If these four lightweight cruisers' job descriptions are to provide low-cost unintimidating transportation, then they've succeeded -- only some are more successful than others. Despite its sharp looks, the Eliminator just can't make up for its 50 percent displacement deficit. The remaining three deliver practical utility. However, when it comes time to choose, I'd narrow the field down to the GZ and Virago. Price, styling and the phase of the moon would determine my final selection. All in all, these bikes are properly suited to do their jobs -- only look in the used market to pick one up after it's depreciated.

Andrew Cherney: I thought this quartet of peewee bikes (as we called 'em) would end up trying my patience, sewing machine engines and all. Well -- and don't make me say this twice -- it wasn't as inhumane as I envisioned. I was almost pleasantly surprised at how much fun these half-pints were to ride down a country road. I found the Virago's motor responsive, and its seating position the best of the lot, even if the buckhorn-style bars did come a bit too close to my knees. The Honda Rebel was a favorite mount around town because of its responsive brakes and decent acceleration, and the Suzuki's comfortable bar height and riding position create an appealing cockpit for the beginning rider. The tiny Kawasaki Eliminator strutted the rakish styling of a streetrod -- although its brakes and throttle were flimsier than they needed to be and I never felt substantially safe on it.

Any one of these midgets would inspire confidence in a beginner rider, but if it's the best all-around beginner bike you're looking for, you probably can't beat the Rebel. But if you're thinking of taking any of these babies out into the dog-eat-dog reality of urban traffic, however, you might just find yourself struggling to get out of your own way.

Jim O'Connor: Let's put this test into perspective, shall we. These bikes should be evaluated a little differently. First, the Eliminator 125. Well, it won't do much eliminating, especially if it is going uphill. The Honda Rebel 250 is a perfectly respectable bike. The engine is capable (when getting off the 125) and the clutch is predictable. Unfortunately, the footpegs were too high for my taste and they felt odd when combined with the low handlebars. Next, the GZ250. It has a nice big seat and wide bars, so maneuverability was easy. The brakes worked the best, and smooth input created predictable results, even if they were a little mushy. This bike ties for the lead with my emotional side giving the Virago the final nod.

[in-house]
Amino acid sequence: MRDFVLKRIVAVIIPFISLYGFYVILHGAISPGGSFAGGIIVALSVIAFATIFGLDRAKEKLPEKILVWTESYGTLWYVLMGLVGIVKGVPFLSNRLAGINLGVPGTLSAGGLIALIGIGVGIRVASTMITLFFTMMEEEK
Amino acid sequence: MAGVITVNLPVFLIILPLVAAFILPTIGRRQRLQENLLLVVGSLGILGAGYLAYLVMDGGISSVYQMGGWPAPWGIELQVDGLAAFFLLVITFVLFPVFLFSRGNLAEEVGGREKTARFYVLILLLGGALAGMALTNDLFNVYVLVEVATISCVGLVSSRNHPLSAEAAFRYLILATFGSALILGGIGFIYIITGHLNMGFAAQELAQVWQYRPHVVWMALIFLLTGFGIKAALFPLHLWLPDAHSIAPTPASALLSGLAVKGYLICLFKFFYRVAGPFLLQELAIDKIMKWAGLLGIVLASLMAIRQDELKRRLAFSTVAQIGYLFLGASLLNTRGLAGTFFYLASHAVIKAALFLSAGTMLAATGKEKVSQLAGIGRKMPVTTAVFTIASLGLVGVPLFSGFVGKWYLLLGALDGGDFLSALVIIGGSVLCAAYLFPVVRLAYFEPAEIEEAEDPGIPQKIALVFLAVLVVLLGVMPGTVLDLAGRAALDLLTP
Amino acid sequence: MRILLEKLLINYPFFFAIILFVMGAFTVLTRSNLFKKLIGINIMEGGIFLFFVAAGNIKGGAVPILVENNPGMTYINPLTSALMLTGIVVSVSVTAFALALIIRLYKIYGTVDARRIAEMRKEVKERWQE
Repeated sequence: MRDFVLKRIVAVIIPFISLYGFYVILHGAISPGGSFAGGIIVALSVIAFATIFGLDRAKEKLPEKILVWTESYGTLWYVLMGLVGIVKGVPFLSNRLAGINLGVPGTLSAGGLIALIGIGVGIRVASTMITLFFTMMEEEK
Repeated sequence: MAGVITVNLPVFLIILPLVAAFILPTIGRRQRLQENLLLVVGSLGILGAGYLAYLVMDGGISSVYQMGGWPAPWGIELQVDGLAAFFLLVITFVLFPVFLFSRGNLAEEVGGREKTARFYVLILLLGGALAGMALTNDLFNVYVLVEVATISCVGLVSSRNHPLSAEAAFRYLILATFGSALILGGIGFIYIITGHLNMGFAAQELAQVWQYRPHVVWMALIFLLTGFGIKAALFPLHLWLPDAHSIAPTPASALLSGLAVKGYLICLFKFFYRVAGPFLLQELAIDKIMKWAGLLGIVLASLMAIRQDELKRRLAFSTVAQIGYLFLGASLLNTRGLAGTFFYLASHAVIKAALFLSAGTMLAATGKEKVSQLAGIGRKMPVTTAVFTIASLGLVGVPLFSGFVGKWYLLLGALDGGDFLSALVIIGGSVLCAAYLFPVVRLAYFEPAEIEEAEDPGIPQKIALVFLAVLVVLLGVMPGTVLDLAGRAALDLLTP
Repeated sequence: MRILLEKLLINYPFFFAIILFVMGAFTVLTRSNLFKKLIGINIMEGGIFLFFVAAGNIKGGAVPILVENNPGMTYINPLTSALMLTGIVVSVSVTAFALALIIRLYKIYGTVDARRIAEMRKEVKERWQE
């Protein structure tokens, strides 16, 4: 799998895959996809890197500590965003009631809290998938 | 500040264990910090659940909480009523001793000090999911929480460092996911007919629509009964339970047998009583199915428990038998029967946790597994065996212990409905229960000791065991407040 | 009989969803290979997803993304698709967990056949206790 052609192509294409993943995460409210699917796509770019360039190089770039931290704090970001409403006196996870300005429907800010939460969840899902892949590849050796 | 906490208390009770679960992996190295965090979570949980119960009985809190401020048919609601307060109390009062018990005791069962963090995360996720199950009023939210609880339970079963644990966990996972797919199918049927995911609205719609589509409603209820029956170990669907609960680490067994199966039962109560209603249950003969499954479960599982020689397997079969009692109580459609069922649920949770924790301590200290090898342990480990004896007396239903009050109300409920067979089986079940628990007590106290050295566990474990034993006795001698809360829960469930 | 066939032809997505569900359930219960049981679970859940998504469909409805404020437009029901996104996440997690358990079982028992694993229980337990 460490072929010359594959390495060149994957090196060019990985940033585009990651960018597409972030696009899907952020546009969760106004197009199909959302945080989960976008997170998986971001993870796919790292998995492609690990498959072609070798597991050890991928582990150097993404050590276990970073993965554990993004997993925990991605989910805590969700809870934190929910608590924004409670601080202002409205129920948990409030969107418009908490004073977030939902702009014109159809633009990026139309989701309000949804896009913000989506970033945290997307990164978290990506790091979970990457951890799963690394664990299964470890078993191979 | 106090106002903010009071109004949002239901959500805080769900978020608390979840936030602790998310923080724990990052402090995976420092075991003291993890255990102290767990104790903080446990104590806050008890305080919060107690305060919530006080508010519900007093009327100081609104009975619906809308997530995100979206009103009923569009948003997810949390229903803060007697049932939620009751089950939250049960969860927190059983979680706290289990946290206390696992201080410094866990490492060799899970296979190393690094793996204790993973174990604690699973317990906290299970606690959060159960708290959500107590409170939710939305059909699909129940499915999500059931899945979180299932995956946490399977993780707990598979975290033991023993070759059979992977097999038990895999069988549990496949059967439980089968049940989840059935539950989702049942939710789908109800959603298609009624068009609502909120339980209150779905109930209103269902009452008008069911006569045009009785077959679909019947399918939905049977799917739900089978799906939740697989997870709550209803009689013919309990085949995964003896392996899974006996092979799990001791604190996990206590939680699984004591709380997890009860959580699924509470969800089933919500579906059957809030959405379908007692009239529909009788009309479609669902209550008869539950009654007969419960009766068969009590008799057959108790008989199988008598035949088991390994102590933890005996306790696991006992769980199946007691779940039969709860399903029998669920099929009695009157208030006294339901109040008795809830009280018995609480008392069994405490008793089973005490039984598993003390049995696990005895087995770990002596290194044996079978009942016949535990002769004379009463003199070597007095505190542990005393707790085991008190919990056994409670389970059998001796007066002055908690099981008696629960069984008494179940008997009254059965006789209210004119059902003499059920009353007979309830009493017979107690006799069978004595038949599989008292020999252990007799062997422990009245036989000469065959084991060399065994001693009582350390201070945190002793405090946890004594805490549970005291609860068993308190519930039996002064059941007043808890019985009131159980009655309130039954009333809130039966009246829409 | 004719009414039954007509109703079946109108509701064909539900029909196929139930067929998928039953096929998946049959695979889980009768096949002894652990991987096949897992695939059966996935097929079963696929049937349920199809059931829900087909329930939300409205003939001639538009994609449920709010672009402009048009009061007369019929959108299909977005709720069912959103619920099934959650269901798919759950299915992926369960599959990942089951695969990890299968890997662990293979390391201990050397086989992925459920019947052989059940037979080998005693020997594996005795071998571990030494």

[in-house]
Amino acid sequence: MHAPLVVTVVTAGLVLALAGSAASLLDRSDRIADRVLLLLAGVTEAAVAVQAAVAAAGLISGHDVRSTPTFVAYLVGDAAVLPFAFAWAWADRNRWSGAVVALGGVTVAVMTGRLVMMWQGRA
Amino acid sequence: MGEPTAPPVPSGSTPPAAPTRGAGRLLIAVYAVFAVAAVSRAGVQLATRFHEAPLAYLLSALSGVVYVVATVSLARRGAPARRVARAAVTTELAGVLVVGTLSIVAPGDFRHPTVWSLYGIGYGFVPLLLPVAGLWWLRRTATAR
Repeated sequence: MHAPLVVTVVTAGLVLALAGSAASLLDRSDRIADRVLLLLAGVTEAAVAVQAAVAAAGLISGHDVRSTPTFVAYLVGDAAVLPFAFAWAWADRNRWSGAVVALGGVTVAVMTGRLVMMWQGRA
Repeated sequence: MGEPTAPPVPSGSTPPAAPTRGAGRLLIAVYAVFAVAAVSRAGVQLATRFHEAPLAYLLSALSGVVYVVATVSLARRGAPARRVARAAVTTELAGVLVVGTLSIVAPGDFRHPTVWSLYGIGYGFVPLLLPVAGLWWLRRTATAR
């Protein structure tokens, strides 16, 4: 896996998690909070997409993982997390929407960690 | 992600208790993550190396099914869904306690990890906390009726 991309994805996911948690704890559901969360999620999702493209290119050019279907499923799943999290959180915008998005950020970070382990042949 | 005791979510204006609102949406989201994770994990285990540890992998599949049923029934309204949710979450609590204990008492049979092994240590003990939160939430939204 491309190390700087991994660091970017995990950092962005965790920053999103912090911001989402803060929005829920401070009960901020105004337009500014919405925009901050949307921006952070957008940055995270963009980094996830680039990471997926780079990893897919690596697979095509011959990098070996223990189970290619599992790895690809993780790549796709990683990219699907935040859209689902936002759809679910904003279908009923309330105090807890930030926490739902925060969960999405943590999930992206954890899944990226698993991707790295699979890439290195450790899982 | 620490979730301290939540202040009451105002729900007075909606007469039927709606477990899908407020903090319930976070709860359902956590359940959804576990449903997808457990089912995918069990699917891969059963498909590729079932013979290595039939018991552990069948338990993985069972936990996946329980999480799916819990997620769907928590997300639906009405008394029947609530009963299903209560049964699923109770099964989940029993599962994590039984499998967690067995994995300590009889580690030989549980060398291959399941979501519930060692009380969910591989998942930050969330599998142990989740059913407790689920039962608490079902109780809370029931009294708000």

I guess I subscribe to the grin-factor mentality of riding. It doesn't need to be the best bike out there, I just need to smile when I ride it. In this crowd, I grinned the most on the Virago. The 250 V-twin sounded the best and had the most power (and even if it didn't, it sounded more powerful). Jeers would have to include its brakes, which needed firm commitment from my right hand to get them to work. Once committed, however, they hooked up well.

All of these bikes are good for beginners and people who need basic transportation, but I think most riders would outgrow each after a very short time.

Andrew Trevitt: It's hard to take these bikes seriously, but then learning how to ride -- and doing it properly -- is a serious undertaking. All of these bikes are well suited for that purpose; their low seat heights and mild-mannered engines are quite unintimidating for beginning riders. Choosing a bike would be more a matter of finding the one you are most comfortable on rather than basing a decision on any performance criteria, because being at ease on a bike will give you more confidence.

I found out on our ride that the characteristics which make the 125 and 250s easy to ride and hard to get into trouble on -- modest power, brakes and suspension -- make it difficult to get out of a bad situation, which could be exited from easily with a better-equipped bike. These small cruisers are great to learn on, but do yourself a world of good (once you have some miles under your belt) and don't to confine yourself to this class for an extended period of time.

Additional motorcycle road tests and comparisons are available at the Road Tests section of